May 7, 2010
The one-foot waves today in the Gulf of Mexico were described as “tranquil” as BP started to lower a 70-ton case through 5,000 feet of water to contain the source of an oil leak that threatens the shorelines of four states. Guiding the steel cover over the well shaft in pitch-black waters at crushing depths, said engineers, is like floating a toy parachute off the Empire State Building and landing on a paperclip in the street.
The political equivalent, of course, is what’s happening in the Senate with the climate and energy bill, which also is navigating in murky political waters and under enormous partisan pressure.
Senators John Kerry and Joe Lieberman, in a joint statement today, said they would introduce a comprehensive climate and energy bill next Wednesday. They said they would do so without the participation of Senator Lindsey Graham, the South Carolina Republican who has been working for months on climate and energy policy with his two Senate colleagues. Sen. Graham abandoned the effort last week over differences with Senate Majority Leader Harry Reid over timing of the floor debate on the Senate energy bill, and immigration.
Kerry and Lieberman Promote Climate Bill
Senators Kerry and Lieberman said they were enthusiastic about the bill’s chances. “The last weeks have given everyone with a stake in this issue a heightened understanding that as a nation, we can no longer wait to solve this problem which threatens our economy, our security and our environment,” said the statement. “Our optimism is bolstered because there is a growing and unprecedented bi-partisan coalition from the business, national security, faith and environmental communities that supports our legislation and is energized to work hard and get it passed.”
Carol Browner, the assistant to the president for energy and climate change, told Bloomberg Television, that the Gulf spill could help spur public support for the bill. “This accident, this tragedy, is actually heightening people’s interest in energy in this country and in wanting a different energy plan,” Browner said.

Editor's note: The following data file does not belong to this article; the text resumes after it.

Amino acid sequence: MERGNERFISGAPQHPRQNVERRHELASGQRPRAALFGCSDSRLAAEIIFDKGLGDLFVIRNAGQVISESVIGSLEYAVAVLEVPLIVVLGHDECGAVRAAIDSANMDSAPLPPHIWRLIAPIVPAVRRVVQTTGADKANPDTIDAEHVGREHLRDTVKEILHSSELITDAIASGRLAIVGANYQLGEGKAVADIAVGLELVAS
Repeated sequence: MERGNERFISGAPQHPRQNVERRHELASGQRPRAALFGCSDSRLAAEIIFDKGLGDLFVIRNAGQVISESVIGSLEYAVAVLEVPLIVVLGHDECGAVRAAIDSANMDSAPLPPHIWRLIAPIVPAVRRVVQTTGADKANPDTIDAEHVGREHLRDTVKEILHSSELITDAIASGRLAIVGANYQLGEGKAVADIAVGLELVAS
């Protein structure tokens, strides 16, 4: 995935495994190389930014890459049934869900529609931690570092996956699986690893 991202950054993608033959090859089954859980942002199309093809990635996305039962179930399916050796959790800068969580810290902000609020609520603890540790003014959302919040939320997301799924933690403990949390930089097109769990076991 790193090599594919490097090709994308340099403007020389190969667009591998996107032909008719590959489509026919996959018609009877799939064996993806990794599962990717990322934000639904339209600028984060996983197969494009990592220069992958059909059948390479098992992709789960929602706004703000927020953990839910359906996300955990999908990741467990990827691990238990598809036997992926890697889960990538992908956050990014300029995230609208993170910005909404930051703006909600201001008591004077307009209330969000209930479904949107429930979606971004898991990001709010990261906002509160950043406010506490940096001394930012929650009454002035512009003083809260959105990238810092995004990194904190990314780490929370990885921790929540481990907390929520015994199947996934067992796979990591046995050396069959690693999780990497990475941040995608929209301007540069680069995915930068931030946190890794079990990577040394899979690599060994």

The Gulf spill did indeed provide fresh evidence of the dramatic consequences of the nation’s devotion to oil, and prompted grassroots demonstrations to encourage clean energy investment and to reduce oil demand in several Gulf coast communities and around the country. In addition climate science, which forms the research foundation for new policy that encourages the clean energy transition to curb emissions of greenhouse gases, also generated fresh attention this week.
On Friday, Science Magazine published a letter from 255 members of the National Academy of Sciences that stated “there is compelling, comprehensive, and consistent objective evidence that humans are changing the climate in ways that threaten our societies and the ecosystems on which we depend.” The letter, written in response to the December hacking of email messages from East Anglia University and other attacks on climate science, also called to an end to the “McCarthy-like threats of criminal prosecution against our colleagues based on innuendo and guilt by association, the harassment of scientists by politicians seeking distractions to avoid taking action, and the outright lies being spread about them.”
Politics and Oil
The letter also came as Virginia Attorney General Ken Cuccinelli targets Michael Mann, a prominent climate scientist and former faculty member of University of Virginia. The attorney general is demanding that the university turn over e-mails and other documents that involve Mann’s research and contacts under a statute that is designed to detect fraud in government contracts, an action the Washington Post called “chilling.”
The targeting of climate scientists by political opponents is hampering action on the climate and energy bill. So is the Gulf spill and its long streams of oil the color of dried blood. Early in the week Democratic Senators Robert Menendez and Frank Lautenberg of New Jersey, and Bill Nelson of Florida held a news conference to alert their colleagues that any provisions that expand offshore oil exploration have no place in a comprehensive climate and energy bill.
Talk to you next week, Keith Schneider